Under a new treaty before the senate, the UN will soon be able to tax the US as it cedes authority of its Continental Shelf to the International Seabed Authority (ISA). The ISA is a body setup for redistributing cash and technology from the “developed world” to the “developing world.
It would be the first time in history that an international organization would possess taxing authority, and it would amount to billions of American dollars being transferred out of the US Treasury. The U.N. Convention on the Law of the Sea, or the Law of the Sea Treaty (LOST) is the vehicle through which such taxes would be imposed on U.S.-based commercial enterprises.
The treaty that Reagan refused to sign in 1982 is reappearing once again in the Senate. The truth is, LOST contains numerous provisions that hurt the U.S. economy at a time when we need more jobs – not fewer.
Under the guise of being for “the good of mankind, ” LOST would obligate the United States to share information and technology in what amounts to global taxes and technology transfer requirements that are really nothing more than an attempt to redistribute U.S. wealth to the Third World.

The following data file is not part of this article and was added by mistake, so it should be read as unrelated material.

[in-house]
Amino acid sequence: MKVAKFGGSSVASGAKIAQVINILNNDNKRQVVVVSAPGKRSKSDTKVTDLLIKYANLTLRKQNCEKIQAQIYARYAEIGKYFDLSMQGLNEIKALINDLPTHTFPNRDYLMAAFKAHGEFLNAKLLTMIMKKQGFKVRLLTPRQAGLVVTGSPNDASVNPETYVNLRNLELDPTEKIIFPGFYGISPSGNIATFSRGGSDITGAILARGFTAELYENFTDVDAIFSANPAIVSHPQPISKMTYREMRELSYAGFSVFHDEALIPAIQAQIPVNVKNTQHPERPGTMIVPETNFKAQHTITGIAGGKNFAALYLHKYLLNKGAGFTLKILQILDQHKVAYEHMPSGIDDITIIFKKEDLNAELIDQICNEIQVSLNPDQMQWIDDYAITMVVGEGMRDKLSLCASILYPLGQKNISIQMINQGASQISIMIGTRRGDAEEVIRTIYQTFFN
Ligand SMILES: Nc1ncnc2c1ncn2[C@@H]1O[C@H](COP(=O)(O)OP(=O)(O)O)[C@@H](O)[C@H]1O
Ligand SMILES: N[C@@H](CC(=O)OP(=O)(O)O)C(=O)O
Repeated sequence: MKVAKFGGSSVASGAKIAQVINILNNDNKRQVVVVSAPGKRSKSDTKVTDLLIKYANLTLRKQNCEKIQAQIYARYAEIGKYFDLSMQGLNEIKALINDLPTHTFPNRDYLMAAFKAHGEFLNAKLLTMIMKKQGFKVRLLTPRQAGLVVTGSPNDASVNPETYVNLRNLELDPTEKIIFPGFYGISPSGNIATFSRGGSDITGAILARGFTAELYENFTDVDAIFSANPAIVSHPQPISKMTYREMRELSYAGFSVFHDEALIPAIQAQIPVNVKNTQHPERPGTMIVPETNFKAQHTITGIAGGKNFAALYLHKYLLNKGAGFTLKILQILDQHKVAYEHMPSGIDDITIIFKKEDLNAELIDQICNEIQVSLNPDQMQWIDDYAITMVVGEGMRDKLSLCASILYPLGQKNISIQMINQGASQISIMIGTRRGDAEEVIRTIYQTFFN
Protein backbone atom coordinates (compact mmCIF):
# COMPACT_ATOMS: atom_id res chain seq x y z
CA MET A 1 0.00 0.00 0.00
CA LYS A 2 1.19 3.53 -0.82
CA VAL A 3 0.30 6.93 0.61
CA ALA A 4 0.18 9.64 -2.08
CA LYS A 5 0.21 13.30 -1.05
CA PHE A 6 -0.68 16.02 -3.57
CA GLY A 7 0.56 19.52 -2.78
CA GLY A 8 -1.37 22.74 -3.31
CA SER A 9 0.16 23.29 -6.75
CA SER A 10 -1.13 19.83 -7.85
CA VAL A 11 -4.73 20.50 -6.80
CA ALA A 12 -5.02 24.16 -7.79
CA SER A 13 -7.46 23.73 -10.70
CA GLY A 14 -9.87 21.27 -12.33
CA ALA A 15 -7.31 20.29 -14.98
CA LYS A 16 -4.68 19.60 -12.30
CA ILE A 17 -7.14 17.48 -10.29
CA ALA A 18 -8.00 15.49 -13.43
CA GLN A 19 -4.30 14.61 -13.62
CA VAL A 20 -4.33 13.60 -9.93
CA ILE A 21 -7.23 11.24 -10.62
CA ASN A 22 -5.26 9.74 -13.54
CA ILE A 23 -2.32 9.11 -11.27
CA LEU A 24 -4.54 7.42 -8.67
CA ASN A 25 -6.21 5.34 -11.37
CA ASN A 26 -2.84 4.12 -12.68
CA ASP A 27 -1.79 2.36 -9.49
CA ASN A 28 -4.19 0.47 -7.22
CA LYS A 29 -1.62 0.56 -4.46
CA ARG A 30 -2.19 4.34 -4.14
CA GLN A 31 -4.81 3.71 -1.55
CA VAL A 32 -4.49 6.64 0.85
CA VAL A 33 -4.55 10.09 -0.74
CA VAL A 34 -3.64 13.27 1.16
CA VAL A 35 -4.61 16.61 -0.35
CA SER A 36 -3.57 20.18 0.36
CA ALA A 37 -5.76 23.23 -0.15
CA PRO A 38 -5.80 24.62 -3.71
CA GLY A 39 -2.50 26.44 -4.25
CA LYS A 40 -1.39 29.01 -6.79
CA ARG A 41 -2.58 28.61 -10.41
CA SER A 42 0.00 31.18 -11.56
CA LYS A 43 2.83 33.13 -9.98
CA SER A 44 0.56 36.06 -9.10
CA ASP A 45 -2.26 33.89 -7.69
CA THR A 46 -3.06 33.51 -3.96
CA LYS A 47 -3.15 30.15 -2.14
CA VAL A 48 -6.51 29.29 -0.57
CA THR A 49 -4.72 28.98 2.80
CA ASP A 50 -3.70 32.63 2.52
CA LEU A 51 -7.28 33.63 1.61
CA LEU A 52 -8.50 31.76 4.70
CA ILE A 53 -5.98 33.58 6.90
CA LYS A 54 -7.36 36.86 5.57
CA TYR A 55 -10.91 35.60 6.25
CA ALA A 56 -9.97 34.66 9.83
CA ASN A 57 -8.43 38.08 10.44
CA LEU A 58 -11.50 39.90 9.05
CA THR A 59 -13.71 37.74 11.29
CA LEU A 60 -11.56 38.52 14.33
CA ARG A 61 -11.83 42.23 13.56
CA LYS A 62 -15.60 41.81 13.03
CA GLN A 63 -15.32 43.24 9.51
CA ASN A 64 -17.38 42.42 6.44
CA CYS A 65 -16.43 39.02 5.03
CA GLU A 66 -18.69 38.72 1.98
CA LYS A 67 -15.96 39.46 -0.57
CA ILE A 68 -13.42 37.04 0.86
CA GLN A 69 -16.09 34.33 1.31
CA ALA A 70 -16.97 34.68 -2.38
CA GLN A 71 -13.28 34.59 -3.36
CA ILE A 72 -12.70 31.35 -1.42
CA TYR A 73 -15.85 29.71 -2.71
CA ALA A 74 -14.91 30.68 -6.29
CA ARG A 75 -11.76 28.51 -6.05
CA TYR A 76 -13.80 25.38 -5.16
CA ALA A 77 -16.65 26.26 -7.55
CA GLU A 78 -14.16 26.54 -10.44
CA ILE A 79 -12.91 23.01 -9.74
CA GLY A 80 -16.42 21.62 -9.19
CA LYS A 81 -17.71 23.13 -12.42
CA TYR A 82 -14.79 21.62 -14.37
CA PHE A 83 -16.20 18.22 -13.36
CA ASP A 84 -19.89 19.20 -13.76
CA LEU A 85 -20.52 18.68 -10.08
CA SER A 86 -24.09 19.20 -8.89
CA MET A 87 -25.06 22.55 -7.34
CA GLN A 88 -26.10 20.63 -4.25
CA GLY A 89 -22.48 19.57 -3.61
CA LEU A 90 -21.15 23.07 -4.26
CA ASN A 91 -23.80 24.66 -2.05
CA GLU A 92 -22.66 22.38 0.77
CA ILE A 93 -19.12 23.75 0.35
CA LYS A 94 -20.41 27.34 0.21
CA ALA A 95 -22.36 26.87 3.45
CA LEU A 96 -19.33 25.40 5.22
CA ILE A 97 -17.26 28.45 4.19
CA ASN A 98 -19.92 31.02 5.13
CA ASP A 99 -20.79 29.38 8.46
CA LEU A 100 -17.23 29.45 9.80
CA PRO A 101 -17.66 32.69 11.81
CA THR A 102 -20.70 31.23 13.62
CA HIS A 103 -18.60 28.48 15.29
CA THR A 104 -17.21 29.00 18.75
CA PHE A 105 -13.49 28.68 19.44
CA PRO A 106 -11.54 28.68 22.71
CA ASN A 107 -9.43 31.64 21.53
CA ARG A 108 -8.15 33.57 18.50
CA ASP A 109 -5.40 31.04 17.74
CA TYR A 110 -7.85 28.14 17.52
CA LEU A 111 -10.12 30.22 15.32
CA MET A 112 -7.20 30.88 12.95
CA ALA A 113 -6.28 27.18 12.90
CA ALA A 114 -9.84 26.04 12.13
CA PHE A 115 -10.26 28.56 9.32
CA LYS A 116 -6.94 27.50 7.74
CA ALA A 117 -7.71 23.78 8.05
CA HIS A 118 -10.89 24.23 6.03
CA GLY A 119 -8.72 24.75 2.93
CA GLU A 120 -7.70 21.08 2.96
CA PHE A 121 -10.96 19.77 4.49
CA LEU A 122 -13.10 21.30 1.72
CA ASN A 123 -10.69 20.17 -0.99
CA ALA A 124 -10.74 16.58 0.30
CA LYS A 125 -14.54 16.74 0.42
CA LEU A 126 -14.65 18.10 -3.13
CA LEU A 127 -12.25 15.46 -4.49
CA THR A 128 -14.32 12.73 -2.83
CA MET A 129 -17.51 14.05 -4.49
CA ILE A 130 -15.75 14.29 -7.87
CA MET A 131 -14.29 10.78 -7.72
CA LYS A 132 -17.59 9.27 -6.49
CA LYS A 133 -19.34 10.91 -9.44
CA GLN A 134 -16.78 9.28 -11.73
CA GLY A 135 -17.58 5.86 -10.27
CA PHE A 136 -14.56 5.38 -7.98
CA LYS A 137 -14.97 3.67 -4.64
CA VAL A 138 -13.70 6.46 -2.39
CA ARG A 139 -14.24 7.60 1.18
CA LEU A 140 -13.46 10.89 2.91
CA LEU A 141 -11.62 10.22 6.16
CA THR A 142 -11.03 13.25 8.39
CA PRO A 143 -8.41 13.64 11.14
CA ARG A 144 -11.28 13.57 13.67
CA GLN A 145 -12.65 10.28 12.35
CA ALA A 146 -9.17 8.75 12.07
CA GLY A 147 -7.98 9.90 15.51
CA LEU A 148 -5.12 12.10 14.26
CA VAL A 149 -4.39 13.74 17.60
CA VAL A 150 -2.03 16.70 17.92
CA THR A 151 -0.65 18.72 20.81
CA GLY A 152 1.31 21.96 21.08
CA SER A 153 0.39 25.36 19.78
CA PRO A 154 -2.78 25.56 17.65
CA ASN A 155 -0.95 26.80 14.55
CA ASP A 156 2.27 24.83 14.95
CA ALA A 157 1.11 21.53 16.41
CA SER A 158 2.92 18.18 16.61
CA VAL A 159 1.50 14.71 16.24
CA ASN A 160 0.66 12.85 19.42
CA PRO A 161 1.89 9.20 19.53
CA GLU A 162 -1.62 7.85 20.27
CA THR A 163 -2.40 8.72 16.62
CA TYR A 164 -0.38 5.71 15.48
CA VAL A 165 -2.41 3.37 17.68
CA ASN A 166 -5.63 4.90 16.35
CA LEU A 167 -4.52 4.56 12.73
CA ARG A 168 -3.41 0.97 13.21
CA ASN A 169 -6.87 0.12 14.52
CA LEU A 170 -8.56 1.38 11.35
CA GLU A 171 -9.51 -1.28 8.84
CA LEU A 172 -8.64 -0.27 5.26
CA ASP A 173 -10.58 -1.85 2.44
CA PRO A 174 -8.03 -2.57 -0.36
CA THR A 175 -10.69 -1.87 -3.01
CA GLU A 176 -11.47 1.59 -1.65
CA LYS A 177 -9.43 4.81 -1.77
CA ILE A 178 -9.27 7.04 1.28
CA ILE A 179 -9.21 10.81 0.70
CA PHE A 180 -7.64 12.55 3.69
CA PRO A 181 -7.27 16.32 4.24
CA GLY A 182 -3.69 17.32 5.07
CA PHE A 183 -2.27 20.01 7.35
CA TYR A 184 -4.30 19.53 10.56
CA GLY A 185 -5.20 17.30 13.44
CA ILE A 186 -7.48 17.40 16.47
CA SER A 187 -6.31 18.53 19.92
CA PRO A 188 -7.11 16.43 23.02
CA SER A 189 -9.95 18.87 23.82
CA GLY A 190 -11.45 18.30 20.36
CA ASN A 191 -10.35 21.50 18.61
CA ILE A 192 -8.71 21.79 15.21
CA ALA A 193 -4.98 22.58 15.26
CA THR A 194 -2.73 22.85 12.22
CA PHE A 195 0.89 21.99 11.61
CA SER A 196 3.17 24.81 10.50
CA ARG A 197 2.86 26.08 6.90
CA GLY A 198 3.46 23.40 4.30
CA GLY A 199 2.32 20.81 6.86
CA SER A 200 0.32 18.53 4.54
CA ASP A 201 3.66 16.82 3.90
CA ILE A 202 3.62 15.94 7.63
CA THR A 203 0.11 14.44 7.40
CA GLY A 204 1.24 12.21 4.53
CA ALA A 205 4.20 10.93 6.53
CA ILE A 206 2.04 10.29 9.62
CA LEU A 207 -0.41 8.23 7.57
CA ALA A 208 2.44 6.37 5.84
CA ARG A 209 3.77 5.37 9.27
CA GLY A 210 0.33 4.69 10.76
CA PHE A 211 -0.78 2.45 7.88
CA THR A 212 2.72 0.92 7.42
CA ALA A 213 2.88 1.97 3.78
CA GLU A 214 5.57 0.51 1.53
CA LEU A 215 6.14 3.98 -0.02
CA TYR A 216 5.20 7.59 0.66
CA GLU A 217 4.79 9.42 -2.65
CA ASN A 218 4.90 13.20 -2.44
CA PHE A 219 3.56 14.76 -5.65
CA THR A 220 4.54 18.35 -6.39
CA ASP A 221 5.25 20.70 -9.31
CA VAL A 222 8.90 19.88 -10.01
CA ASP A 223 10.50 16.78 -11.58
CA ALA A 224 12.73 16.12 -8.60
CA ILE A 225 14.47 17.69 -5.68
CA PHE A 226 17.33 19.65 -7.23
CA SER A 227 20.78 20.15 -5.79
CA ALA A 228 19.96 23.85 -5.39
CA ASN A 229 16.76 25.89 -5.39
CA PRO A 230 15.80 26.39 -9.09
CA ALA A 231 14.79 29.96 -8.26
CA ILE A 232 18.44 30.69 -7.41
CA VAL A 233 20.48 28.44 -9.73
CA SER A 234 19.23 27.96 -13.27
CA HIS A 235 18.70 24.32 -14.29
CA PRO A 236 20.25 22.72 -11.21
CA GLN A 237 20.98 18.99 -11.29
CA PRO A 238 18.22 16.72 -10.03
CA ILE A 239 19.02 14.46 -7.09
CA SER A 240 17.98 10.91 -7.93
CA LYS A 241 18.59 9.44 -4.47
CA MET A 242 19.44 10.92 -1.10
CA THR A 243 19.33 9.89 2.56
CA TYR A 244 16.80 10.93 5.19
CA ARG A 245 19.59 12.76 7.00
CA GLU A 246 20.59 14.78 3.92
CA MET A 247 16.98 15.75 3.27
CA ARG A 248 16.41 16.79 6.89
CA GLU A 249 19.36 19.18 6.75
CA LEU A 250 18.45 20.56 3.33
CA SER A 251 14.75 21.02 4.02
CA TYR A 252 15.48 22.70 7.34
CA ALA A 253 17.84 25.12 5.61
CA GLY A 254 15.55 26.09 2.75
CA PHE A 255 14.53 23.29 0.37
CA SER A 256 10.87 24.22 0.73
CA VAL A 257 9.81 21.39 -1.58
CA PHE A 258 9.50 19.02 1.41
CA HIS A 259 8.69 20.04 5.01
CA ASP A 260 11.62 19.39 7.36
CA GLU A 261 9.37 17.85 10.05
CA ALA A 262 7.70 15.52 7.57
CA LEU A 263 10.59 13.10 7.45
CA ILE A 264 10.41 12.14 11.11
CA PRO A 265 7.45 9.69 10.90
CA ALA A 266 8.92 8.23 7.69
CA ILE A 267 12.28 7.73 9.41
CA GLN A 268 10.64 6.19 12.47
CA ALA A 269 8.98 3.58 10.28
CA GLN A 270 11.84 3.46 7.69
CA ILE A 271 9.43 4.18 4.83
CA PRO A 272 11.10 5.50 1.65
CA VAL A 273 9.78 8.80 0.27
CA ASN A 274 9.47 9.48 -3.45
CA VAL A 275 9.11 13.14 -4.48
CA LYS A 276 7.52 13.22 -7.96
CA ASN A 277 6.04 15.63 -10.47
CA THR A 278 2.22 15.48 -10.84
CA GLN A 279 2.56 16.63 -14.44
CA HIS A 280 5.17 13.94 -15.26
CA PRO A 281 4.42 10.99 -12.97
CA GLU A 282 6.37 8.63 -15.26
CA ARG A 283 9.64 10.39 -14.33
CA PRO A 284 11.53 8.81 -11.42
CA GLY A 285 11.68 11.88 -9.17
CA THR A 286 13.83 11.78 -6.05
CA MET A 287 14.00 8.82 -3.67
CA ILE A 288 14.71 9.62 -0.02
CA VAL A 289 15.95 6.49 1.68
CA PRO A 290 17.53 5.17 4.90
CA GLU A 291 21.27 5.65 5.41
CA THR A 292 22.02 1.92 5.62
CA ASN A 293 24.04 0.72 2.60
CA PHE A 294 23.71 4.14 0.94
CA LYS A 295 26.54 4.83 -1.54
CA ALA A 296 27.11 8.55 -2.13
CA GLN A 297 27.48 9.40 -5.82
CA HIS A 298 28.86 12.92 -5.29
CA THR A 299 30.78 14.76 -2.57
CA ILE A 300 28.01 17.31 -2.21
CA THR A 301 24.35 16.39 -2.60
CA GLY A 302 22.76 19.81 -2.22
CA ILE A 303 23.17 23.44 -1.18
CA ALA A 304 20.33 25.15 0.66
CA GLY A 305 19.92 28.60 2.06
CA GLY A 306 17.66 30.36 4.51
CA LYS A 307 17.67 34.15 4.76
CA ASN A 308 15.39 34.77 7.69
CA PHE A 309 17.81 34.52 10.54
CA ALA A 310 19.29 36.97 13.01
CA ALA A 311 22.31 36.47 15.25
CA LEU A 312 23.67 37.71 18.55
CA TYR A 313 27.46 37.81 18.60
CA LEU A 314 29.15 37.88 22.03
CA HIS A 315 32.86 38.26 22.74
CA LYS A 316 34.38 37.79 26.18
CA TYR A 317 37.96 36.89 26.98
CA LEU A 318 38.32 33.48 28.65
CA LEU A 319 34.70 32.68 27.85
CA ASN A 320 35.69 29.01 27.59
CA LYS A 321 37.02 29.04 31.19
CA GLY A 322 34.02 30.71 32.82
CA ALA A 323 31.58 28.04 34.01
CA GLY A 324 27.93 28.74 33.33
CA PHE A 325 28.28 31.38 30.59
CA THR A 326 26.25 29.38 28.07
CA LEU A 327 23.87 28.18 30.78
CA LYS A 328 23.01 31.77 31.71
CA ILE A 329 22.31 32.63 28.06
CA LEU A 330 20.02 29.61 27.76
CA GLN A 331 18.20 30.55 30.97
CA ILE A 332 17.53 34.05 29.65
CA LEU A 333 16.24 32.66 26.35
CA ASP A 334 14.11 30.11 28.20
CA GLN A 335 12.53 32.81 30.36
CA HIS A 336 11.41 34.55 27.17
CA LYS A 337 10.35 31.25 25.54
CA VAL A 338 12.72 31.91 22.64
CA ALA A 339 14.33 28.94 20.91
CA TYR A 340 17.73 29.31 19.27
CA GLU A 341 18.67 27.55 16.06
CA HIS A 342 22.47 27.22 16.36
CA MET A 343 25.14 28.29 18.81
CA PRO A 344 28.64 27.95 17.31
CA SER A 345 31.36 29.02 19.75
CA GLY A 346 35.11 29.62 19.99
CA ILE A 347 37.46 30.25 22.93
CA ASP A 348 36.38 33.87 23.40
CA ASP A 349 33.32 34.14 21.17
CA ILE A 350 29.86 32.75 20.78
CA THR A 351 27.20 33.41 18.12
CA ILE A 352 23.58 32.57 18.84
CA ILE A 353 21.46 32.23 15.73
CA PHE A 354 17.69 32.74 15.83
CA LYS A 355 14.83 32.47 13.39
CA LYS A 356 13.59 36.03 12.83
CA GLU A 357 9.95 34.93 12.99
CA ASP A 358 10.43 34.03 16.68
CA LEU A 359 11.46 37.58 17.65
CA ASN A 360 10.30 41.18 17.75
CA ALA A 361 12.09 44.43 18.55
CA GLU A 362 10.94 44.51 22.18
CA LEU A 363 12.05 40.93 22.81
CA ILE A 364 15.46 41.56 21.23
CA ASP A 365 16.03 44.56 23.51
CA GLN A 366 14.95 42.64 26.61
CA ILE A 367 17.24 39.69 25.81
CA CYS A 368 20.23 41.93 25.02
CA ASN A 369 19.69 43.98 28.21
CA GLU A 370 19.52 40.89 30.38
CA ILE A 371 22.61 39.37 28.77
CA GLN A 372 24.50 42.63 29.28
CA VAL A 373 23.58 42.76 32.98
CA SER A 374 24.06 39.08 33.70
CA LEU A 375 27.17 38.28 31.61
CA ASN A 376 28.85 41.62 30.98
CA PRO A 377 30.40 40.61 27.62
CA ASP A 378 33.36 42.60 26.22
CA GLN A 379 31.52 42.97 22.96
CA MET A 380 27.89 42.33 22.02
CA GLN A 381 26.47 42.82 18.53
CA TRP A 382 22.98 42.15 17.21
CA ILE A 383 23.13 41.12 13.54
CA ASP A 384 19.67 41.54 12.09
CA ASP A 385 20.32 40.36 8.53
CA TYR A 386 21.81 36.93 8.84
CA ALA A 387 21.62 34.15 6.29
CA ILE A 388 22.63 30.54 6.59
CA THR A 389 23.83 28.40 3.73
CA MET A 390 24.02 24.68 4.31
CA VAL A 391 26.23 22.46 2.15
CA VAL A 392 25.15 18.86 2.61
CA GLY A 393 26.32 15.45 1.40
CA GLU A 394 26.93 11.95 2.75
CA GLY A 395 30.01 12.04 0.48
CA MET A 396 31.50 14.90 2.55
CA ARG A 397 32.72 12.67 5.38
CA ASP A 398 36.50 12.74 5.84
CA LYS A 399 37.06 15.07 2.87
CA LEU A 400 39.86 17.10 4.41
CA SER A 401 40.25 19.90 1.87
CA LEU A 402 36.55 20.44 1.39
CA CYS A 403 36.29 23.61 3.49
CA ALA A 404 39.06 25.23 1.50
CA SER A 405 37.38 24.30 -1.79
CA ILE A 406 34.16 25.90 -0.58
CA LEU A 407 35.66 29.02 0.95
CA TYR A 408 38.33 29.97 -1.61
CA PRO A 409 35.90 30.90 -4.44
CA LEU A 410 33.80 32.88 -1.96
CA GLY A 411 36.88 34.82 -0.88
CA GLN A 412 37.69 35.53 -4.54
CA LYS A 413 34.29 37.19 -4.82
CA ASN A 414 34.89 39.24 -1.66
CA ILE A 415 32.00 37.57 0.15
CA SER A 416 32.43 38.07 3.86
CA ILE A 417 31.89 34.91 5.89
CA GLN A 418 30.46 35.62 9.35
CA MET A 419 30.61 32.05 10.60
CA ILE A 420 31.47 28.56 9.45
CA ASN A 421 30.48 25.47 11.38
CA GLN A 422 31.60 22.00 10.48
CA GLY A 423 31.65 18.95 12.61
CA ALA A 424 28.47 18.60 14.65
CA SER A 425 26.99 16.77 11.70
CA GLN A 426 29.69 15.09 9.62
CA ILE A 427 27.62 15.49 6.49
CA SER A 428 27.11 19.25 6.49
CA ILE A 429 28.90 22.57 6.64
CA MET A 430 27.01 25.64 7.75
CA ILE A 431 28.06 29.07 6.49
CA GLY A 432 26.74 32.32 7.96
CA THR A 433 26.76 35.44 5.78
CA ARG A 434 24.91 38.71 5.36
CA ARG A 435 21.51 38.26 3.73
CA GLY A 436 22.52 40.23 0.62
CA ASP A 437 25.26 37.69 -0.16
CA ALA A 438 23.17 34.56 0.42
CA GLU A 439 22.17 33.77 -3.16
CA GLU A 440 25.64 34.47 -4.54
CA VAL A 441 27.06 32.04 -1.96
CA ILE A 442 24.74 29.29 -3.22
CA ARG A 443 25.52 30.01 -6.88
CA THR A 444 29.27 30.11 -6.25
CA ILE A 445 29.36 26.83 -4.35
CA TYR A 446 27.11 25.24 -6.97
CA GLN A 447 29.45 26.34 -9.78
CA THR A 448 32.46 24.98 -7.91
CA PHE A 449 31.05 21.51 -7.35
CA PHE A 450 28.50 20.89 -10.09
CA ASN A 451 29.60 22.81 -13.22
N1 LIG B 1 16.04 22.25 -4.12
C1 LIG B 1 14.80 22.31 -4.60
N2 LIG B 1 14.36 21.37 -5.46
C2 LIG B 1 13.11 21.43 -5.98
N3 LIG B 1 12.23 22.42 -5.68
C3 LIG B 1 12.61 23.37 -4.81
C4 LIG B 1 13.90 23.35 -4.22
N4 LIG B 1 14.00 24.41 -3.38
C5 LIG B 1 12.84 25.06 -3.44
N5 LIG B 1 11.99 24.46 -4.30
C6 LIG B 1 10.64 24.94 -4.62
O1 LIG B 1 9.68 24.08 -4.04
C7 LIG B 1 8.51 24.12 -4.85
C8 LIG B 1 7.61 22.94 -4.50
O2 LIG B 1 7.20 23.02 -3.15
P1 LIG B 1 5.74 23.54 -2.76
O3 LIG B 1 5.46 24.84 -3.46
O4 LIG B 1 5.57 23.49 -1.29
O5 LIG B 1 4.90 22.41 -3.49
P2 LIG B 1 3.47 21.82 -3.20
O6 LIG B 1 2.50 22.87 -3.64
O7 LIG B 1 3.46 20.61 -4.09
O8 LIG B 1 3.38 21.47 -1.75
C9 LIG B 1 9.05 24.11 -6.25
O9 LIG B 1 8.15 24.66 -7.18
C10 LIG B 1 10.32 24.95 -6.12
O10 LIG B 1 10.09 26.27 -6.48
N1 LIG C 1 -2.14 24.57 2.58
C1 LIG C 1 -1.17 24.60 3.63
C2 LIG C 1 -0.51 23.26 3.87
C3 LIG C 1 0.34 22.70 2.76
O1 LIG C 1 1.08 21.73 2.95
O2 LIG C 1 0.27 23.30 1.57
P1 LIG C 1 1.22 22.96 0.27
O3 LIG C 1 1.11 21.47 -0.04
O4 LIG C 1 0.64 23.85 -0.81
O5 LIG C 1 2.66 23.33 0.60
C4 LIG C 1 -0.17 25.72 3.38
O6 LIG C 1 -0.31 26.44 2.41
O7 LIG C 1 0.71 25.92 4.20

At the center of these taxes and transfers is the International Seabed Authority (ISA), a Kingston, Jamaica based supra-national governing body established by the treaty for the purpose of redistributing cash and technology from the “developed world” to the “developing world.”
Ceding authority to the ISA would mean that the sovereignty currently held by the U.S. over the natural resources located on large parts of the continental shelf would be lost. That loss would mean lost revenue for the US government in the form of lost royalties that the U.S. government collects from the production of those resources. According to the U.S. Extended Continental Shelf Task Force, which is currently mapping the continental shelf, the resources there “may be worth billions if not trillions” of dollars.
Proponents of the treaty will claim that the technology transfer portion of the treaty has been significantly changed. In truth, nations with mining and resource recovery technologies like the United States will be obligated to share those technologies with Third World competitors, and that is one of the many issues, which trouble those of us opposed to the treaty.
In other words, US companies would be forced to give away the very types of innovation that historically have made our nation a world leader while fueling our economic engine.